USM is partly driven by older aircraft Aerostar
Demand for USM is partly driven by older aircraft being kept in service.

Longevity Expected In Thriving USM Market

As commercial aircraft remain in service longer, market for USM expected to remain strong.

Printed headline: Parts Promise

The market for mature airframe and engine repairs is robust, which has ensured healthy demand for used serviceable materials (USM). Analysts forecast that second-hand parts, typically cheaper than OEM-factory versions, are expected to remain in high demand for some time. ICF International anticipates that by 2026, the segment will be valued at around $7.7 billion, rising from a $4.5 billion estimate in 2016. 

While in the near term the segment shows no signs of slowing down, there are concerns that once more new-generation engines enter service, demand for used parts could fall off. But some component specialists see plenty of opportunities for USM in the long term.

Paul Richardson, vice president of sales at parts specialist AAR, admits that the emergence of new aircraft types and engines will eventually have an effect. But he also anticipates healthy demand on some of the more mature engine types. “The market is vibrant, with many shops servicing the mature engines, driven by longer-than-expected utilization of current-generation assets,” he says.

Given demand is strong for older engine parts, Richardson believes the challenge for vendors lies in satisfying demand for narrowbody engines such as the CFM56-5B and -7B and the V2500. “There’s unpredictability with respect to availability of parts on certain platforms,” he says. Richardson also believes that the MRO requirements for engines like the CFM56 are starting to change as newer models enter service. “We anticipate a shift toward tailored work scopes on the legacy CFMs as operators and lessors work with us to maximize savings,” he says.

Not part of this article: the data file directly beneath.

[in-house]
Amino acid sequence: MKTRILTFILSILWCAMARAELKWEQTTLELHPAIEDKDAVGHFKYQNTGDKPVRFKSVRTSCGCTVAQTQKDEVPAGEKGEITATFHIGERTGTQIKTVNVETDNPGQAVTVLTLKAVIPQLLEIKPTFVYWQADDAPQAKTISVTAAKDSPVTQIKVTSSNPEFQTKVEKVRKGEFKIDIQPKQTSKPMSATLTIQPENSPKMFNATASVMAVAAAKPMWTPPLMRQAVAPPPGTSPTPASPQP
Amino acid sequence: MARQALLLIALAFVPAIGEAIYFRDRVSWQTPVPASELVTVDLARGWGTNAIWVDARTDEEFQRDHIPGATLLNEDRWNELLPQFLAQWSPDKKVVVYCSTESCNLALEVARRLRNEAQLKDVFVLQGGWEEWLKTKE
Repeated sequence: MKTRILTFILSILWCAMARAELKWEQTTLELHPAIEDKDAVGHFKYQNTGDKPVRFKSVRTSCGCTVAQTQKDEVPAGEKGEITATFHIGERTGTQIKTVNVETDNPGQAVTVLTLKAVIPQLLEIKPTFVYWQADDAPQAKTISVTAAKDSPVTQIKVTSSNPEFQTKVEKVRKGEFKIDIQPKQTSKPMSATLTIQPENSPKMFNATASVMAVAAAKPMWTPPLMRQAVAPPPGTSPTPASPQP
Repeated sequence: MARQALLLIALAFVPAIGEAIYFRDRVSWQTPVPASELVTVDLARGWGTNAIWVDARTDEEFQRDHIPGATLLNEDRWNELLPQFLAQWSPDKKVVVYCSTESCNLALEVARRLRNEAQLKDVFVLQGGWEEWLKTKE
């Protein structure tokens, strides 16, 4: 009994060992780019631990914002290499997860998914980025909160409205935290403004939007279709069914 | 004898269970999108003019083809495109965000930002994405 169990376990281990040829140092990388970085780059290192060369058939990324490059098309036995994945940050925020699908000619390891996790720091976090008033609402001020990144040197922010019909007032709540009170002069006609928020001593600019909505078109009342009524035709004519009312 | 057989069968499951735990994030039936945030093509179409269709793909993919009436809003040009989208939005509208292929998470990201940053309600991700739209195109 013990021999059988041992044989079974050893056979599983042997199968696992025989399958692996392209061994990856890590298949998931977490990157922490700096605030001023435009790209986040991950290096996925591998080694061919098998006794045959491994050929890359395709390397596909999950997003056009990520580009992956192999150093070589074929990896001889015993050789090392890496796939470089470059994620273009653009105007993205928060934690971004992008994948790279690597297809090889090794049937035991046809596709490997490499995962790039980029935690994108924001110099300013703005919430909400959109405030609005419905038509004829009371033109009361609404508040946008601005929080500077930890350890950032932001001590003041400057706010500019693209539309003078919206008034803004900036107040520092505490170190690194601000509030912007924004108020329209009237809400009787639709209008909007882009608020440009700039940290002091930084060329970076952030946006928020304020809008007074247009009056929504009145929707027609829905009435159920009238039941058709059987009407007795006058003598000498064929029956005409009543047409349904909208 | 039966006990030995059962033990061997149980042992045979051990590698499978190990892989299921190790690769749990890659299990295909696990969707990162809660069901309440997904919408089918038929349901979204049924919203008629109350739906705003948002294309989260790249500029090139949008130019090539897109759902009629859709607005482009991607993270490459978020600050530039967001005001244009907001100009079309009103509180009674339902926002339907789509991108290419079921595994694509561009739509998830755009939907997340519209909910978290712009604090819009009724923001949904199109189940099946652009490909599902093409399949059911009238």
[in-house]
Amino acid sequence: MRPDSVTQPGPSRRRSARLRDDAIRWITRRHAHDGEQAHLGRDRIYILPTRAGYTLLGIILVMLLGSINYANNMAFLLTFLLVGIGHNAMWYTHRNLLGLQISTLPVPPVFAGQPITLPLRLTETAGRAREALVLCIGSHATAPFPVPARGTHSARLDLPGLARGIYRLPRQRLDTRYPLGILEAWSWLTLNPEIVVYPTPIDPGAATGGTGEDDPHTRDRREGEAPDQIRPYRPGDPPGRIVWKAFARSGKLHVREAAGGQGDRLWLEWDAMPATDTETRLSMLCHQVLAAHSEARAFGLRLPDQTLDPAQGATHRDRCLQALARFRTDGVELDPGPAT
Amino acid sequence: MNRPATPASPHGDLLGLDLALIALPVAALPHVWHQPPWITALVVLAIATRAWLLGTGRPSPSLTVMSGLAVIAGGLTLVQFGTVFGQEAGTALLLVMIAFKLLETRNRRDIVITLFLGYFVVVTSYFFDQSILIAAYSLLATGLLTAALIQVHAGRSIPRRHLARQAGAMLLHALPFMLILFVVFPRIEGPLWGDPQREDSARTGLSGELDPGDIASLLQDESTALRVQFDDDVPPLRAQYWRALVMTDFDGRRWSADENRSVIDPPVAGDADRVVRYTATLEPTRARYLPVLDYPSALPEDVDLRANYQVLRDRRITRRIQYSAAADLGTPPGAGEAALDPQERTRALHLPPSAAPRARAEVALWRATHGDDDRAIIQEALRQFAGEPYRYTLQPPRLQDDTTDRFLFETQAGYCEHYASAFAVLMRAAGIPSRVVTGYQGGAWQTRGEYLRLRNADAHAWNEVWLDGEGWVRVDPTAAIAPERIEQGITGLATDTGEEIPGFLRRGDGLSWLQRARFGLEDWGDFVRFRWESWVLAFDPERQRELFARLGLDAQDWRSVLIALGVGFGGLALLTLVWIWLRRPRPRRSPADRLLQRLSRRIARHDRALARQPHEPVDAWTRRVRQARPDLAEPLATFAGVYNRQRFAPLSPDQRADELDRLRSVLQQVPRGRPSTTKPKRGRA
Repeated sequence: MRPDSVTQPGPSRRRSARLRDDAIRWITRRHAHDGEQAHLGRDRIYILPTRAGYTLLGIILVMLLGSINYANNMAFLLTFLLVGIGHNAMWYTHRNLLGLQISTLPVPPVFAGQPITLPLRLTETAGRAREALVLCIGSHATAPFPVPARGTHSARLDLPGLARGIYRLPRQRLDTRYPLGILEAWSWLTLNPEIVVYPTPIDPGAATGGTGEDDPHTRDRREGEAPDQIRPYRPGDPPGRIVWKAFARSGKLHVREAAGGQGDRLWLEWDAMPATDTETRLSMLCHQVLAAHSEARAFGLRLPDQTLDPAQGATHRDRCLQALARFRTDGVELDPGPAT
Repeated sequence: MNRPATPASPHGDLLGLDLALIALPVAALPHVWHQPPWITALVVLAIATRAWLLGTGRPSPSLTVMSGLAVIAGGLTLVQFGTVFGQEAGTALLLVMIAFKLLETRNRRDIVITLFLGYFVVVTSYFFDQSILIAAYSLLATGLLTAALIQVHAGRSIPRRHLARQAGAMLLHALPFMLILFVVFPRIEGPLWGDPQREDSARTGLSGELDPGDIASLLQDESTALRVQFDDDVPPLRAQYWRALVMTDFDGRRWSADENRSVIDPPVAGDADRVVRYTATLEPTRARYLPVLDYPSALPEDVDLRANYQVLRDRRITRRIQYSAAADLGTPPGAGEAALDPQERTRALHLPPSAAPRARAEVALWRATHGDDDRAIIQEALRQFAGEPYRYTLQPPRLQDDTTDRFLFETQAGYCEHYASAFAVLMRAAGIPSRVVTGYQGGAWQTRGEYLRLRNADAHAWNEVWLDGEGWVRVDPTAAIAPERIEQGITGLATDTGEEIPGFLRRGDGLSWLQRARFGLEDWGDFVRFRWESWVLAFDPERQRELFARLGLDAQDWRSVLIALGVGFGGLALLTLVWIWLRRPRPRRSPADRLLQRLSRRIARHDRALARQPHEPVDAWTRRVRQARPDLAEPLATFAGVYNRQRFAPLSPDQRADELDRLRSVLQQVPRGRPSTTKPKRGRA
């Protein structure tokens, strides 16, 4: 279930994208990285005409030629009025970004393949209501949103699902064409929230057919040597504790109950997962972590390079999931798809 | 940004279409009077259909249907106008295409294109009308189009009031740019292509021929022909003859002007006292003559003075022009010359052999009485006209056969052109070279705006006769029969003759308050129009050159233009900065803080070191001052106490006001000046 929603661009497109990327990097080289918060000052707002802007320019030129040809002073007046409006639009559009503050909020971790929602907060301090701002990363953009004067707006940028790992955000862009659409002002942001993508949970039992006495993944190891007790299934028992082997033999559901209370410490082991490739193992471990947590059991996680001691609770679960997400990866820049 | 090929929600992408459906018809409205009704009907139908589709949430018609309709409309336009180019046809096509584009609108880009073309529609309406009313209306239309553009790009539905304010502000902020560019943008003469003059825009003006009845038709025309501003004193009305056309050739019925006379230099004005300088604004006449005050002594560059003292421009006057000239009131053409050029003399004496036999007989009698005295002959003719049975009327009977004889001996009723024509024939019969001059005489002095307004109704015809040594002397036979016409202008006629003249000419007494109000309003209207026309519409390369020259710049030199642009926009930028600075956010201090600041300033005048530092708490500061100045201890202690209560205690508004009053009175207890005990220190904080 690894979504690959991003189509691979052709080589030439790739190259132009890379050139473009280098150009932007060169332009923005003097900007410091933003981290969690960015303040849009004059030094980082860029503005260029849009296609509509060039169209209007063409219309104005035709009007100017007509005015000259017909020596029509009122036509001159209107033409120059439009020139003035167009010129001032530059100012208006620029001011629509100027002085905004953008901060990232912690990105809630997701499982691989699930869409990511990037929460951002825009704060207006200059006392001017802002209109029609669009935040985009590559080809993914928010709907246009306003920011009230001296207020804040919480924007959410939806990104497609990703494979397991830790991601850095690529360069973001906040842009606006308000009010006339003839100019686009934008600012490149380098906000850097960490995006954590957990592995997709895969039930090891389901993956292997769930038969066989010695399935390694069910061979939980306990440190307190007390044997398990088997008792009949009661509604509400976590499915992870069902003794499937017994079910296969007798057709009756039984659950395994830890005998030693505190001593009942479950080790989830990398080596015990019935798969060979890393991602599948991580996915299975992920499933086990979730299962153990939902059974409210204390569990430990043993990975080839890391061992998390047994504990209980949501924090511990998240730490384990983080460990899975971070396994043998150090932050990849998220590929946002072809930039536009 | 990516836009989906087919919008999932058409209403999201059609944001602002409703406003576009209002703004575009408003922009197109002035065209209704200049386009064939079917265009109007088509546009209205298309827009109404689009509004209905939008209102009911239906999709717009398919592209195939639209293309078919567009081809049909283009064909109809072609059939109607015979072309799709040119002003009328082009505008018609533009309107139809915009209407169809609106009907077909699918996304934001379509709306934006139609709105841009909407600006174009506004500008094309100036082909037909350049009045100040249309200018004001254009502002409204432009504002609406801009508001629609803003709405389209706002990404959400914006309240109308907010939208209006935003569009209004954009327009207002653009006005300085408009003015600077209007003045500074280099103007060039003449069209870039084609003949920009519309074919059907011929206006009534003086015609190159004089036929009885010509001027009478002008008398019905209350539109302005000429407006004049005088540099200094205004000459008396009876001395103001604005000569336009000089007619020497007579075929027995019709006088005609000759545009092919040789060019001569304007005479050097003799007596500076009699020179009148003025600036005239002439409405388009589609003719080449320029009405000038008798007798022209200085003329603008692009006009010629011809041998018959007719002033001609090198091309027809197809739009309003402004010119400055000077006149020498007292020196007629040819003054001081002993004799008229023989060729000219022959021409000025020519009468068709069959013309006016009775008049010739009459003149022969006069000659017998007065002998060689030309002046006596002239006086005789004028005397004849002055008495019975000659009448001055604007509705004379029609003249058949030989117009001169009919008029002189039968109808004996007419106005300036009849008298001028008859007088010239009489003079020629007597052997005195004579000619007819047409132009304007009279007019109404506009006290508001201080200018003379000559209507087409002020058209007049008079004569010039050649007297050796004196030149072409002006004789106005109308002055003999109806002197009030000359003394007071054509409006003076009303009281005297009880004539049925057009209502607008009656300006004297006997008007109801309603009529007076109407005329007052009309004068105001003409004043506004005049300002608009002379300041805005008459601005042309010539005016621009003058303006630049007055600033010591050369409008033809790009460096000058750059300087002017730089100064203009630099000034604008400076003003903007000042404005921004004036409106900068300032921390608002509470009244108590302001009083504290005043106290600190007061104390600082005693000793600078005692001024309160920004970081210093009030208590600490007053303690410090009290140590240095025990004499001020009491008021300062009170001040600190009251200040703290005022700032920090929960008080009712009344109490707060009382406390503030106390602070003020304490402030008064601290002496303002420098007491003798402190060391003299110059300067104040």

Aerostar

Demand for USM is partly driven by older aircraft being kept in service.

Bo Lump, vice president of sales at parts specialist ITS, also sees the USM marketplace shifting. “As airlines are looking for solutions to support their USM demand, the suppliers must be creative in how the material is supplied,” he says. He also finds that operators are demanding more mature and financially stable suppliers to ensure long-term support. Like Richardson, he identifies challenges for the USM segment, but around supply. “Newer models such as the 787, A350 and even the A380 pose challenges to the supply of USM, as there have been no teardown events to be able to offer these options,” Lump says. But he believes that despite this limitation, “MRO shops have done well with creating repairs along with the OEM manufacturers of the material to offer repair solutions.”

Taking advantage of the benefits associated with used parts while meeting some of their market challenges has led providers to set up dedicated businesses or grow their USM scope. Recent examples include Delta Material Services, established in 2015 by the airline’s Delta TechOps affiliate to provide USM for its airline and third-party customers. Liebherr Aerospace is also getting into the USM market this year, initially distributing Airbus line-replaceable units to its service centers worldwide from a centrally managed location in Dubai. 

Satair also has ambitions in the USM segment. Sylvain Gorse, project manager for strategy and portfolio management, is overseeing the growth of the company’s USM division. He says Satair has so far focused on covering Airbus airframe parts and components but is ultimately targeting multiplatforms as well as regional jets and engines.

Gorse believes the future of the USM segment is promising. “One reason why demand will always remain high for USM, even with introduction of newer fleets, is the high commonality between new and older fleets,” he says. c

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